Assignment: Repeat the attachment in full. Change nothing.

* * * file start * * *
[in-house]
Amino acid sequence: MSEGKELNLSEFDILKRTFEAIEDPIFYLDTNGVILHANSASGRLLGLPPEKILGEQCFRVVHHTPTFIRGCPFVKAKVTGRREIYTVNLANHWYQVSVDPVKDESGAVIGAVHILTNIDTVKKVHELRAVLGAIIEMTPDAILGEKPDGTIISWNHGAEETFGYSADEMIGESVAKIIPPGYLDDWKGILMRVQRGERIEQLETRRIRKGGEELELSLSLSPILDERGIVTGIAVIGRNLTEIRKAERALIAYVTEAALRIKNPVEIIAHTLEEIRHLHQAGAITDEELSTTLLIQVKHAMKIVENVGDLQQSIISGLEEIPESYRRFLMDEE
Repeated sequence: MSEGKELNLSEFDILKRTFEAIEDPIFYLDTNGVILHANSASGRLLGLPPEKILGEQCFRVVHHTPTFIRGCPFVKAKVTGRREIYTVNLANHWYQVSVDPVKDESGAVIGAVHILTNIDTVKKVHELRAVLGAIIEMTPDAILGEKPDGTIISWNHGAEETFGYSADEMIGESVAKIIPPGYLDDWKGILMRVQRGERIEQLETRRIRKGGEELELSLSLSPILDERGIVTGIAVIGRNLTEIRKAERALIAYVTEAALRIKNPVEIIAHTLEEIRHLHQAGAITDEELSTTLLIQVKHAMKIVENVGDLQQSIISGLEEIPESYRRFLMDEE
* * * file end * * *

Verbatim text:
[in-house]
Amino acid sequence: MSEGKELNLSEFDILKRTFEAIEDPIFYLDTNGVILHANSASGRLLGLPPEKILGEQCFRVVHHTPTFIRGCPFVKAKVTGRREIYTVNLANHWYQVSVDPVKDESGAVIGAVHILTNIDTVKKVHELRAVLGAIIEMTPDAILGEKPDGTIISWNHGAEETFGYSADEMIGESVAKIIPPGYLDDWKGILMRVQRGERIEQLETRRIRKGGEELELSLSLSPILDERGIVTGIAVIGRNLTEIRKAERALIAYVTEAALRIKNPVEIIAHTLEEIRHLHQAGAITDEELSTTLLIQVKHAMKIVENVGDLQQSIISGLEEIPESYRRFLMDEE
Repeated sequence: MSEGKELNLSEFDILKRTFEAIEDPIFYLDTNGVILHANSASGRLLGLPPEKILGEQCFRVVHHTPTFIRGCPFVKAKVTGRREIYTVNLANHWYQVSVDPVKDESGAVIGAVHILTNIDTVKKVHELRAVLGAIIEMTPDAILGEKPDGTIISWNHGAEETFGYSADEMIGESVAKIIPPGYLDDWKGILMRVQRGERIEQLETRRIRKGGEELELSLSLSPILDERGIVTGIAVIGRNLTEIRKAERALIAYVTEAALRIKNPVEIIAHTLEEIRHLHQAGAITDEELSTTLLIQVKHAMKIVENVGDLQQSIISGLEEIPESYRRFLMDEE